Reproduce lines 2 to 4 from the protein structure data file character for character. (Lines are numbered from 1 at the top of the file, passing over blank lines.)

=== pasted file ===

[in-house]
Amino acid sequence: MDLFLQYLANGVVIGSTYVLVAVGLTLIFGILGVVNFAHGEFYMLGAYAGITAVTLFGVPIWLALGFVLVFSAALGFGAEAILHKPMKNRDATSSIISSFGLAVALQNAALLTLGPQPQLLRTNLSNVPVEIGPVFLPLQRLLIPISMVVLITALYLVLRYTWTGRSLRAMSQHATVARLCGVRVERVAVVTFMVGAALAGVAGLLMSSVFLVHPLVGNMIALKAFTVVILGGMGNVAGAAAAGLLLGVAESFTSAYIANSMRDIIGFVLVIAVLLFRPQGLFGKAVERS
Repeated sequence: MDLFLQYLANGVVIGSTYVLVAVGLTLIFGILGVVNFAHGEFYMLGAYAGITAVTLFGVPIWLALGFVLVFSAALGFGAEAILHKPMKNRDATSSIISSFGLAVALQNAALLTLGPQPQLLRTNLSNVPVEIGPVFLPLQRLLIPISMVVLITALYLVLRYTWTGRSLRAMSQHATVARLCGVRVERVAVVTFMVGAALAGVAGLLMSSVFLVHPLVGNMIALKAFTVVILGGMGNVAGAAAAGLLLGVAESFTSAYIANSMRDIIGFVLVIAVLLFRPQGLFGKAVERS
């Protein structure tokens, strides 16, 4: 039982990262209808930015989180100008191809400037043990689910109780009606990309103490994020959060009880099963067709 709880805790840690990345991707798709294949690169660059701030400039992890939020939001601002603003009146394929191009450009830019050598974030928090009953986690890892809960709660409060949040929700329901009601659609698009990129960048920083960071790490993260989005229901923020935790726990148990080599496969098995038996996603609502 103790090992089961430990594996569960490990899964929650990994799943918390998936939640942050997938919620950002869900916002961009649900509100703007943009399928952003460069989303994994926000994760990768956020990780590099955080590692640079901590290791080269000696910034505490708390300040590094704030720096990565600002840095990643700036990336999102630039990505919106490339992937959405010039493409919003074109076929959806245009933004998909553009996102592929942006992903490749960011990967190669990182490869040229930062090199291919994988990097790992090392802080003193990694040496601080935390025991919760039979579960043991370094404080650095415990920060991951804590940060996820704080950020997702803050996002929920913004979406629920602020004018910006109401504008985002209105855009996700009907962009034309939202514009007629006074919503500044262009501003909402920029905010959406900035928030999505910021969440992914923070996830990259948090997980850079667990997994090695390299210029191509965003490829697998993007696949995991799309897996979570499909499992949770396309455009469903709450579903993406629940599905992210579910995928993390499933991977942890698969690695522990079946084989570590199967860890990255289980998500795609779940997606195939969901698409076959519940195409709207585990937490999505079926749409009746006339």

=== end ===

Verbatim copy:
Amino acid sequence: MDLFLQYLANGVVIGSTYVLVAVGLTLIFGILGVVNFAHGEFYMLGAYAGITAVTLFGVPIWLALGFVLVFSAALGFGAEAILHKPMKNRDATSSIISSFGLAVALQNAALLTLGPQPQLLRTNLSNVPVEIGPVFLPLQRLLIPISMVVLITALYLVLRYTWTGRSLRAMSQHATVARLCGVRVERVAVVTFMVGAALAGVAGLLMSSVFLVHPLVGNMIALKAFTVVILGGMGNVAGAAAAGLLLGVAESFTSAYIANSMRDIIGFVLVIAVLLFRPQGLFGKAVERS
Repeated sequence: MDLFLQYLANGVVIGSTYVLVAVGLTLIFGILGVVNFAHGEFYMLGAYAGITAVTLFGVPIWLALGFVLVFSAALGFGAEAILHKPMKNRDATSSIISSFGLAVALQNAALLTLGPQPQLLRTNLSNVPVEIGPVFLPLQRLLIPISMVVLITALYLVLRYTWTGRSLRAMSQHATVARLCGVRVERVAVVTFMVGAALAGVAGLLMSSVFLVHPLVGNMIALKAFTVVILGGMGNVAGAAAAGLLLGVAESFTSAYIANSMRDIIGFVLVIAVLLFRPQGLFGKAVERS
């Protein structure tokens, strides 16, 4: 039982990262209808930015989180100008191809400037043990689910109780009606990309103490994020959060009880099963067709 709880805790840690990345991707798709294949690169660059701030400039992890939020939001601002603003009146394929191009450009830019050598974030928090009953986690890892809960709660409060949040929700329901009601659609698009990129960048920083960071790490993260989005229901923020935790726990148990080599496969098995038996996603609502 103790090992089961430990594996569960490990899964929650990994799943918390998936939640942050997938919620950002869900916002961009649900509100703007943009399928952003460069989303994994926000994760990768956020990780590099955080590692640079901590290791080269000696910034505490708390300040590094704030720096990565600002840095990643700036990336999102630039990505919106490339992937959405010039493409919003074109076929959806245009933004998909553009996102592929942006992903490749960011990967190669990182490869040229930062090199291919994988990097790992090392802080003193990694040496601080935390025991919760039979579960043991370094404080650095415990920060991951804590940060996820704080950020997702803050996002929920913004979406629920602020004018910006109401504008985002209105855009996700009907962009034309939202514009007629006074919503500044262009501003909402920029905010959406900035928030999505910021969440992914923070996830990259948090997980850079667990997994090695390299210029191509965003490829697998993007696949995991799309897996979570499909499992949770396309455009469903709450579903993406629940599905992210579910995928993390499933991977942890698969690695522990079946084989570590199967860890990255289980998500795609779940997606195939969901698409076959519940195409709207585990937490999505079926749409009746006339």